People smugglerProfessor Wijesinha singled out an individual from the southern port electorate of Hamban­tota, which received billions of dollars in Chinese infrastructure loans during Mr Rajapaksa’s 10 years in office, as one who was “making money hand over fist”.

The number of asylum boats leaving from Hambantota, the home town of the Rajapaksas, as opposed to the Tamil-dominated east and north coasts, has risen notably in recent years.

“Certainly accusations against individuals (of people-smuggling) as opposed to government sounded plausible,” he told The Australian of widespread rumours, adding that there was no evidence of “institutional involvement”.

“One of the reasons the Australian government was probably the least unhappy with us in the world was that the government did try to put a stop to (asylum boats).”

In July 2012, the former president’s eldest son, Namal Raja­paksa, addressed alle­gations of involvement in a human smuggling ring transporting asylum-seekers to Australia when he told Ceylon Today newspaper he had been falsely targeted by the Tamil diaspora seeking to bring his country into disrepute.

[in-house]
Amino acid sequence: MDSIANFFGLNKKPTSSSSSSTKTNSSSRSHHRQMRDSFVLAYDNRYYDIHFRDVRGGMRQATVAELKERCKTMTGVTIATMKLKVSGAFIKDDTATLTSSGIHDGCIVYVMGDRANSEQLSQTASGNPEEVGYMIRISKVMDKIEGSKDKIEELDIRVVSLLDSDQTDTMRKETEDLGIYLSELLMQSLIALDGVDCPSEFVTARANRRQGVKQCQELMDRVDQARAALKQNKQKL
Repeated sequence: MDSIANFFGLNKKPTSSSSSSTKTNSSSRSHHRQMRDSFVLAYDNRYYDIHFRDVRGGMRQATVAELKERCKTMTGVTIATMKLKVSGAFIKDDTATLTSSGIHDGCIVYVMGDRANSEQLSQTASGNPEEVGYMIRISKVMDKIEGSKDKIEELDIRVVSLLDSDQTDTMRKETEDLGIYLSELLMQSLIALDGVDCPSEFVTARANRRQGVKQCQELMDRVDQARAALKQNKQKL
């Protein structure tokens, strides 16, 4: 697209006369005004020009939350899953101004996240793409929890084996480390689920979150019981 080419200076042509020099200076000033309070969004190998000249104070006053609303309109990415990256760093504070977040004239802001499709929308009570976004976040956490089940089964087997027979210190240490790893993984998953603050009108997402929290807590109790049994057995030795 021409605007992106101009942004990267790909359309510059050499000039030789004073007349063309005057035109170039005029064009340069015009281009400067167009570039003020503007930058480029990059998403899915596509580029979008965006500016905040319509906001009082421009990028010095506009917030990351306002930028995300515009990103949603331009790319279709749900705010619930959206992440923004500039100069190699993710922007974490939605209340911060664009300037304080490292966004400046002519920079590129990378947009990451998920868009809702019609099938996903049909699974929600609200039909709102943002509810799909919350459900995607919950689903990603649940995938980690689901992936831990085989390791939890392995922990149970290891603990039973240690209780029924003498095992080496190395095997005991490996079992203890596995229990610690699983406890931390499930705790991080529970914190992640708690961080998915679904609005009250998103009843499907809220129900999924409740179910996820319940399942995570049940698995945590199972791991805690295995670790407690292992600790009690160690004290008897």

Five months later, The Aus­tralian reported that Australian intelligence agencies believed a “senior Sri Lankan government official” (not Namal) had been directly complicit in a surge in ­asylum-seeker boats the previous year and that it would be impossible for so many boats to leave the island without that individual’s ­direct involvement.

Sri Lankan asylum-seeker numbers surged to more than 6500 in 2012 from 211 the previous year, then dropped sharply following then foreign minister Bob Carr’s December 2012 visit to ­Colombo, which also marked the first wavering of Australian government support for an independent investigation into allegations of war crimes by both sides in the last months of the civil war.

Last year, Australia reversed its support for a UN-backed inquiry.